"These ideals, when voiced by generations of citizens, are what made it possible for me to stand here today. These ideals are what made it possible for the people in this room to live freely and openly when for most of history that would have been inconceivable. That is the promise of America. That is the promise we are called to fulfill. And day by day, law by law, mind by changing mind, that is the promise we are fulfilling."
– President Obama, HRC National Dinner, October 10, 2009
I came to work in the White House because I thought I'd be able to change people's lives in real and tangible ways here. I believed that President Barack Obama would not only be the type of leader who would bring about real change, but also that he would put in place a team of committed public servants across the federal government -- smart and gifted leaders, straight and gay, women and men, as diverse as America -- who would work tirelessly to improve the lives of all Americans, including the LGBT community. And I haven’t been disappointed.
I know many don’t think things are changing fast enough. The President shares your urgency. This month, speaking at the HRC National Dinner, he said "while progress may be taking longer than you’d like as a result of all that we face... do not doubt the direction we are heading and the destination we will reach."
While our long-term focus is on major legislative goals like repealing Don't Ask Don't Tell and DOMA, passing an employment non-discrimination act, and providing domestic partner benefits for federal employees, we are also working daily to find ways to make life a little better and a little fairer for LGBT Americans.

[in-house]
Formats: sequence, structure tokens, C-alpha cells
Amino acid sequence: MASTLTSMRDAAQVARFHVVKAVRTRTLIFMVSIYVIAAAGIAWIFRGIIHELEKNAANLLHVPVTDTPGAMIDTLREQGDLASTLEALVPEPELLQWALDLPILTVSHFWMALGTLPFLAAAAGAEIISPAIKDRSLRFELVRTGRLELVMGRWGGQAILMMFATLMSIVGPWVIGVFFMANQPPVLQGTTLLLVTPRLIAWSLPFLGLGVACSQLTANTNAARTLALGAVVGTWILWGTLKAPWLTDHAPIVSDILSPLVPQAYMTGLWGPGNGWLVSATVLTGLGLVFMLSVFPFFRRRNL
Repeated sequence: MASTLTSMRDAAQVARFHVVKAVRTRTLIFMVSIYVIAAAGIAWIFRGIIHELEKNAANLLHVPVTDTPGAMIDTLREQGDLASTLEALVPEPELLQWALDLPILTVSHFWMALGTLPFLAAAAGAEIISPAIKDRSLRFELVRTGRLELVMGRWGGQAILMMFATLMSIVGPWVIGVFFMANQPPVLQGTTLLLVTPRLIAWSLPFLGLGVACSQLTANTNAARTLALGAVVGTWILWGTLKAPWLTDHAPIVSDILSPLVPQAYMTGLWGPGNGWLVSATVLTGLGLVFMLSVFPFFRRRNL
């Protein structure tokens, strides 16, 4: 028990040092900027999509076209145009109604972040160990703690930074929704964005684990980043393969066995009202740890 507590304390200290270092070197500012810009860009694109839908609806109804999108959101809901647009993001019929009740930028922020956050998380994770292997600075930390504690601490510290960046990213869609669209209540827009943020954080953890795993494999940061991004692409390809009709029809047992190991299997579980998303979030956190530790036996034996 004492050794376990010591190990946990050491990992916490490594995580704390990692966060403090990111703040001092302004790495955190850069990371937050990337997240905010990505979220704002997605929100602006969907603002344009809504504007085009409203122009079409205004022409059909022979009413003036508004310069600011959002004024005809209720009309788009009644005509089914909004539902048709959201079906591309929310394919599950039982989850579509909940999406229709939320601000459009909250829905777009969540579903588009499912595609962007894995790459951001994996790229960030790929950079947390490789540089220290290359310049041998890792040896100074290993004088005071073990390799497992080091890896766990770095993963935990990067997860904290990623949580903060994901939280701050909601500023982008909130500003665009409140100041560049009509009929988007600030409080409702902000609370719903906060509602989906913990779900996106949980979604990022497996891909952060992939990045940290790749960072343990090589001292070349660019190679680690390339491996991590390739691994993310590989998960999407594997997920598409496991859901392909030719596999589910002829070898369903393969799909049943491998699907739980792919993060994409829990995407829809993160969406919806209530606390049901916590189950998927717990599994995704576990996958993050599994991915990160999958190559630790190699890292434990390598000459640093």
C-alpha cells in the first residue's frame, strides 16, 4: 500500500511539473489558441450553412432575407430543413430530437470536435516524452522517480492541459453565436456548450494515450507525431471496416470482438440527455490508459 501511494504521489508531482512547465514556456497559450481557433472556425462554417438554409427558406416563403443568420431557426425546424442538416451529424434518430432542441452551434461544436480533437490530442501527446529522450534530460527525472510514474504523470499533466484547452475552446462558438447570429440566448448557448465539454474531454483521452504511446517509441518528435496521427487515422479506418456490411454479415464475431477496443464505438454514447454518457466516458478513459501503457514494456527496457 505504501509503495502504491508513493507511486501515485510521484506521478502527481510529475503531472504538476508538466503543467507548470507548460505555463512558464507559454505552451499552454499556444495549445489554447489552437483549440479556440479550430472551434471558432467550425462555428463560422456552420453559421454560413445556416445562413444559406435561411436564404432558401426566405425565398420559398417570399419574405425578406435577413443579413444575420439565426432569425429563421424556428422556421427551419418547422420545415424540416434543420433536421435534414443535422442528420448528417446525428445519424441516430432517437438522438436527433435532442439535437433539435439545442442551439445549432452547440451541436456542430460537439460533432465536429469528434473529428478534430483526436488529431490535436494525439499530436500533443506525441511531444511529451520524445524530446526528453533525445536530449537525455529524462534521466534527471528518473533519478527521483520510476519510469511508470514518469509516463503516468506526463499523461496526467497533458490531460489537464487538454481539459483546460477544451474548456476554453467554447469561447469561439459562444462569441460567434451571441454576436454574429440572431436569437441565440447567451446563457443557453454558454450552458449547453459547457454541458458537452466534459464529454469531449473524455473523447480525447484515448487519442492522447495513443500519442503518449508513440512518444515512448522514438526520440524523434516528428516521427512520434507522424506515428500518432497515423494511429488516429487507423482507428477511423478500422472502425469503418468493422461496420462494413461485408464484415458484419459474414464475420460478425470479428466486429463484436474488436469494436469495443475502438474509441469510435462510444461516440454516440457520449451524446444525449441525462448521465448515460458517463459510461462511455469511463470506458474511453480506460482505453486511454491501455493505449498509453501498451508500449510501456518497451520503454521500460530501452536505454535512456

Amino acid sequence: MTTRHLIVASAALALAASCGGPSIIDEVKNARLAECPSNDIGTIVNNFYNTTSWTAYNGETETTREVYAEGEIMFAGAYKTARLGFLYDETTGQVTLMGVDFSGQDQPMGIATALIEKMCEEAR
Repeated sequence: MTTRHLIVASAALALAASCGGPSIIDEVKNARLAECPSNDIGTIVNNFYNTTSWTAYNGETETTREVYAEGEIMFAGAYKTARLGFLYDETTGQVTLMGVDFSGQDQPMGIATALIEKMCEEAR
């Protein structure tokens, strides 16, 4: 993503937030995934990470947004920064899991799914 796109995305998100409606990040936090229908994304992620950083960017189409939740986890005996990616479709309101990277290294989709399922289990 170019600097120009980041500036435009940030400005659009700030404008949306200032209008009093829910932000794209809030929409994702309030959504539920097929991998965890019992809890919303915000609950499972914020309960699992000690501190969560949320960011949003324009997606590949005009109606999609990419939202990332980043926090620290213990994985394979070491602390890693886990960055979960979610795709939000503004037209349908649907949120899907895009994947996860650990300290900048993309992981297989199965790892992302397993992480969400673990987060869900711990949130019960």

We saw this very clearly this week: HUD Secretary Shaun Donovan announced a series of proposals to ensure that HUD’s core housing programs are open to all, regardless of sexual orientation or gender identity; he also commissioned the first-ever national study of discrimination against members of the LGBT community in the rental and sale of housing.
On the same day, HHS Secretary Kathleen Sebelius announced a plan to establish the nation’s first ever national resource center to assist communities across the country in their efforts to provide services and support for older LGBT Americans.
And just a few weeks ago, the Administration on Aging at HHS issued its first ever grant to an LGBT Aging Services Program through its Community Innovations for Aging in Place initiative to the LA Gay and Lesbian Community Center.
Every day so many of us working in the Obama Administration ask: How can we ensure that our time here makes the lives of LGBT Americans living across this country safer, fairer, and a little better? We know how much work is ahead of us. Some items will take longer than others. But the shift since January is clear, and progress at every level will continue.
Day by day, law by law, mind by changing mind. That is the promise we are fulfilling.
Brian Bond is Deputy Director of the White House Office of Public Engagement